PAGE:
QUESTION: I get that, but, I mean, the Colombians really don’t have – other than being on the Security Council, they don’t have a – any particular influence on this. So within the Security Council itself, what is the U.S. hoping will happen this week? Nothing? Or are you okay with them forming some kind of committee to study the idea, kick the can down the road a little bit?
SENIOR STATE DEPARTMENT OFFICIAL: Again, I don't think I want to speak to exactly where this is going to go procedurally until the meetings have happened. But you know where we are on this, that there need to be some procedural meetings. But our focus is on getting these parties back to the table.
QUESTION: So you’re okay with the procedural meetings? You don’t want to stop anything happening right as – other than a – you don’t want a vote, obviously, but you’re okay – you’ll go along with a committee or whatever they decide to do?
SENIOR STATE DEPARTMENT OFFICIAL: Again, I’m not going to speak to whatever the UN Security Council comes up with in procedure before they’ve done it. But obviously, we’re going to participate in the procedural meetings.
QUESTION: Well, do you know what the options are?
SENIOR STATE DEPARTMENT OFFICIAL: Well, let’s let the Security Council do its thing. They’re meeting at 3 o’clock, and it’s not even 3 o’clock yet.
QUESTION: Well, actually, it is 3 o’clock, but – (laughter) – there’s got to be a series of options of what the Council can do and what the --
SENIOR STATE DEPARTMENT OFFICIAL: I think we’ve said what we want to say on this one today. Anything else? No?
QUESTION: On the Vietnamese – the PSI.
SENIOR STATE DEPARTMENT OFFICIAL: The Proliferation Security Initiative?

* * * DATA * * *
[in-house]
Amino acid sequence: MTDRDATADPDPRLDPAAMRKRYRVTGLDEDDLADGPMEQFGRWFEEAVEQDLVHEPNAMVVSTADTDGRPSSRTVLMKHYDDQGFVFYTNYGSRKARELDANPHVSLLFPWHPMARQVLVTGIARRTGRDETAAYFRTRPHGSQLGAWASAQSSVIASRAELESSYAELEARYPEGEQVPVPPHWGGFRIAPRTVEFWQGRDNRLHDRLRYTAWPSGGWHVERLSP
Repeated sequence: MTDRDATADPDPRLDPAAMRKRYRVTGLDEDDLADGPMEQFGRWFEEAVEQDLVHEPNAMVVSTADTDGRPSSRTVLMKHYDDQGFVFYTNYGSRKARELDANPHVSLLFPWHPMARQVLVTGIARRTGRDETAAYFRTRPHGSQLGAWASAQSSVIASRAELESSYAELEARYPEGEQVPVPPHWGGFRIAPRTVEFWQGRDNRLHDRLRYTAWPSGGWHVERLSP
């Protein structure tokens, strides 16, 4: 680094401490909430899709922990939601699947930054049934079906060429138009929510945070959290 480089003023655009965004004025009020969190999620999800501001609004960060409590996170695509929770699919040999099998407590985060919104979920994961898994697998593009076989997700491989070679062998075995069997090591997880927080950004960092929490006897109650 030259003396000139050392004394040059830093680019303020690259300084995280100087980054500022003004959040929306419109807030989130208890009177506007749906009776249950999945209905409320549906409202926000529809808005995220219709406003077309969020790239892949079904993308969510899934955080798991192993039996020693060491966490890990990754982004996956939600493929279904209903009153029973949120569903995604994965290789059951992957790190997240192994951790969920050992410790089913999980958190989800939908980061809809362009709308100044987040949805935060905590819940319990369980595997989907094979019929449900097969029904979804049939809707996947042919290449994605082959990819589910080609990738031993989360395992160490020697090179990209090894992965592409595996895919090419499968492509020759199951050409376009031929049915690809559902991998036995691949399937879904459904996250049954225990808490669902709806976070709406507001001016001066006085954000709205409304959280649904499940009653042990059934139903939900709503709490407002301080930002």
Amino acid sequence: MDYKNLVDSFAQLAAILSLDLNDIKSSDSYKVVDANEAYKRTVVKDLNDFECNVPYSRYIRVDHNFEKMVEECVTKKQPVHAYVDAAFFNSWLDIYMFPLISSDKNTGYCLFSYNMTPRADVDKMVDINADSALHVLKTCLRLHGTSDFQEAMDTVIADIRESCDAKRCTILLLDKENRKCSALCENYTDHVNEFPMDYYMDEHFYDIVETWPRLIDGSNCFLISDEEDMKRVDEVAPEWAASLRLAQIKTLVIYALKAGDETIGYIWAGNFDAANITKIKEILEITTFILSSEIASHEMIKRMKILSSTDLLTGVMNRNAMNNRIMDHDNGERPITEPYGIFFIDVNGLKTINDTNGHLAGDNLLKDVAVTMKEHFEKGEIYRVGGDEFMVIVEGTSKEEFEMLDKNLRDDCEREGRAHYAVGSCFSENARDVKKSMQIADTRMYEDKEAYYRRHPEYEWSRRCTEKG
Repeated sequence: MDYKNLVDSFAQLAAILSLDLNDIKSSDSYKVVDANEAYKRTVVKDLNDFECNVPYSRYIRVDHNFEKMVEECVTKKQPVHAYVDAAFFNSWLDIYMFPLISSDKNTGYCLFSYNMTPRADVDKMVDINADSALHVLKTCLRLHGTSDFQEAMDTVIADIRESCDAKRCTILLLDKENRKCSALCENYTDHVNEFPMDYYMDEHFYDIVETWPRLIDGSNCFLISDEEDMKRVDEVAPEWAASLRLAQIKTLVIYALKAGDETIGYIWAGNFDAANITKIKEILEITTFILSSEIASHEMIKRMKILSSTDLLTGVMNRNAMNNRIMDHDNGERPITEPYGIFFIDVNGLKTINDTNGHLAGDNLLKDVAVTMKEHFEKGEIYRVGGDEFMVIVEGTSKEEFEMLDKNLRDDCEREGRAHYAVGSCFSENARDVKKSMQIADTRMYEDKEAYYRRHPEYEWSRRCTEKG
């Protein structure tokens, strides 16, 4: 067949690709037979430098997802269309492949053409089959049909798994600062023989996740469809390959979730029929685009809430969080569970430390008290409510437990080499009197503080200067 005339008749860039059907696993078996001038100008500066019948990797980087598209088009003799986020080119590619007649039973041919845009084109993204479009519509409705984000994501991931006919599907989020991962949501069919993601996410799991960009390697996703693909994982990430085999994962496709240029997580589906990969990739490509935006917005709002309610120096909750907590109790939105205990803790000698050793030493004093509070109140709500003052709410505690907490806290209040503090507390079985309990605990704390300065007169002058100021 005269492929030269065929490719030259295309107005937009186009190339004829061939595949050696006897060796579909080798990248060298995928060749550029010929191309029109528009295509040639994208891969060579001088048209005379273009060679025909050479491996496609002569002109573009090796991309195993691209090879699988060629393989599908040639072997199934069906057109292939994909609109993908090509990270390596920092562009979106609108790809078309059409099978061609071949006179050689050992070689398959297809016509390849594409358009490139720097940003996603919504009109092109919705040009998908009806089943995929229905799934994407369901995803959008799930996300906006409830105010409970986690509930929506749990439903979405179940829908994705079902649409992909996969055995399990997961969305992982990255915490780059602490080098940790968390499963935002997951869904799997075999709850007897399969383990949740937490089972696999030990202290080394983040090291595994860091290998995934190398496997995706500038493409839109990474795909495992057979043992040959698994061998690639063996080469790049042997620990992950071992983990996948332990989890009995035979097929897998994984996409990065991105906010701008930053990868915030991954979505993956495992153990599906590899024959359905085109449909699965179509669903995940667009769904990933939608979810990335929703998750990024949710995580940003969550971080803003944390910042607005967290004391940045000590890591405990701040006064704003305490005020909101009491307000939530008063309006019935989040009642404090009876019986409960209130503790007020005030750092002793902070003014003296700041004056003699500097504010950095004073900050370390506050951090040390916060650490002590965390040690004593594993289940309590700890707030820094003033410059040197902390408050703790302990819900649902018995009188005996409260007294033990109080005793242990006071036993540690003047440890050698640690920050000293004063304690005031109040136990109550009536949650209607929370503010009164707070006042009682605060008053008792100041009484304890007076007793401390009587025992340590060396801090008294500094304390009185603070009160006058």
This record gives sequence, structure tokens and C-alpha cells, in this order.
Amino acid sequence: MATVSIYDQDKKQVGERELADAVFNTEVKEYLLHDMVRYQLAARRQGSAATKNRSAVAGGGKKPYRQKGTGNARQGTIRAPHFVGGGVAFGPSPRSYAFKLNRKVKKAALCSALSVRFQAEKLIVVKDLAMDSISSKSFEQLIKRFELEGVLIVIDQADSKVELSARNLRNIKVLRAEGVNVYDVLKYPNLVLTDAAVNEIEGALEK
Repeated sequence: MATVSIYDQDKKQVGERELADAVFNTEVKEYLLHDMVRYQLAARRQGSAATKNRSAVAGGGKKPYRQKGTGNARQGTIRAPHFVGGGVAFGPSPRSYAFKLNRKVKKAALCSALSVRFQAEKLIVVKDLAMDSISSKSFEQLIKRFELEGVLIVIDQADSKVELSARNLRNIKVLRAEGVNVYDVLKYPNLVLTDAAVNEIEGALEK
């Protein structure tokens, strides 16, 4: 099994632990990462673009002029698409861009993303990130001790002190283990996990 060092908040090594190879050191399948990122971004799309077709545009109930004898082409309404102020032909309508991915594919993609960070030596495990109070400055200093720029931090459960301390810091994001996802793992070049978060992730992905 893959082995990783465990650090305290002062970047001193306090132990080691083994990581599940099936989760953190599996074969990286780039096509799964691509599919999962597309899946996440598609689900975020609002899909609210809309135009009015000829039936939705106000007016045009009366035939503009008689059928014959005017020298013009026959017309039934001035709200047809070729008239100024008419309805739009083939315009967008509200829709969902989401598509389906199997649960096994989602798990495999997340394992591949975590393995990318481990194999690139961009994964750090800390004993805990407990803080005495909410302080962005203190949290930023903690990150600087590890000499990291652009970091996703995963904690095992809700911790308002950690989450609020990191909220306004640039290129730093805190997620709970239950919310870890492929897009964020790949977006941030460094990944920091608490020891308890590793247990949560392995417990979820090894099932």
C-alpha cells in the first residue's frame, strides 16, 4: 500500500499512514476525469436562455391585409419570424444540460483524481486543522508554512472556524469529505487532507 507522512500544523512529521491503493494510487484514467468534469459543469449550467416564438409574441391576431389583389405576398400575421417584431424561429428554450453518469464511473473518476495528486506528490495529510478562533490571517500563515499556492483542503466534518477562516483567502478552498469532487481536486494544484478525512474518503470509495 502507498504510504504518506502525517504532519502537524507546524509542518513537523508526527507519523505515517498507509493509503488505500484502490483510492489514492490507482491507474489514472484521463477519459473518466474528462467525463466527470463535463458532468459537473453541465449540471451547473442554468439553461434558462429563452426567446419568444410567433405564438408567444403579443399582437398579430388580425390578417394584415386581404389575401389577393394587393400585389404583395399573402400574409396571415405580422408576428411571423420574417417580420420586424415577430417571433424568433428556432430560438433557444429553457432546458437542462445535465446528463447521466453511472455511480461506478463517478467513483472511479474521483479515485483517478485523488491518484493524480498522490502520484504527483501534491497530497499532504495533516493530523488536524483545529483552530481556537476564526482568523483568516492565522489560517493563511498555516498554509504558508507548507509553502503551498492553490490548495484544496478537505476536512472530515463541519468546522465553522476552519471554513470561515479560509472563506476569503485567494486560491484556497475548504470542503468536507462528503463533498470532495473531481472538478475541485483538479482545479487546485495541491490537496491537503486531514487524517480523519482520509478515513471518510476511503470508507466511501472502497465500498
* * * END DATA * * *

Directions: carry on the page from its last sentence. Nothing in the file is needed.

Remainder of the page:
QUESTION: Yeah. They’re considering?
SENIOR STATE DEPARTMENT OFFICIAL: They are thinking about it.
QUESTION: Leaning in any direction?
SENIOR STATE DEPARTMENT OFFICIAL: Yeah. I think – well, obviously, they need to speak for themselves, but it’s something that we think is a useful tool for many countries, and we’ve been having a discussion with them about how it works. And our understanding is that they’re looking at how it would meet their own national interests.
QUESTION: And the adoption issue has been pretty – a pretty big one between the U.S. and Vietnam. How pleased are you with the reforms that they’re doing there?
SENIOR STATE DEPARTMENT OFFICIAL: Well, the – I think the number one thing is that the minister confirmed their commitment to join the Hague Convention, which is a very big one, and the Secretary was quite positive on the other reforms and urged them to keep moving.
QUESTION: On Vietnam, can you be a bit more specific what she’s asking the Vietnamese to do when she asked them to look into the treatment of religious figures in Christian churches?
SENIOR STATE DEPARTMENT OFFICIAL: I think we’re going to leave it there, but I will say that the Vietnamese foreign minister acknowledged that as we deepen our bilateral relationship that continued dialogue on human rights is an important component of that. And there were – it was a good discussion on human rights. And as you know, Assistant Secretary Posner follows up, and I think in some ten days, with the high-level group on human rights.
QUESTION: I’d like to ask you a different topic, ma’am. The U.S. has come out very strongly on alleged links between the ISI and Pakistan and the Haqqani Network and --
SENIOR STATE DEPARTMENT OFFICIAL: I think we spoke to that in Washington today. I’m just here at this moment to (inaudible). We had a full briefing in Washington today.
QUESTION: Anything more – does he say anything about the upcoming meeting between Clinton and External Affairs Minister Krishna?
SENIOR STATE DEPARTMENT OFFICIAL: I think we will read that one out after – after we have the meeting, we’ll give you some background points on paper.
Okay? Good. Thanks, guys.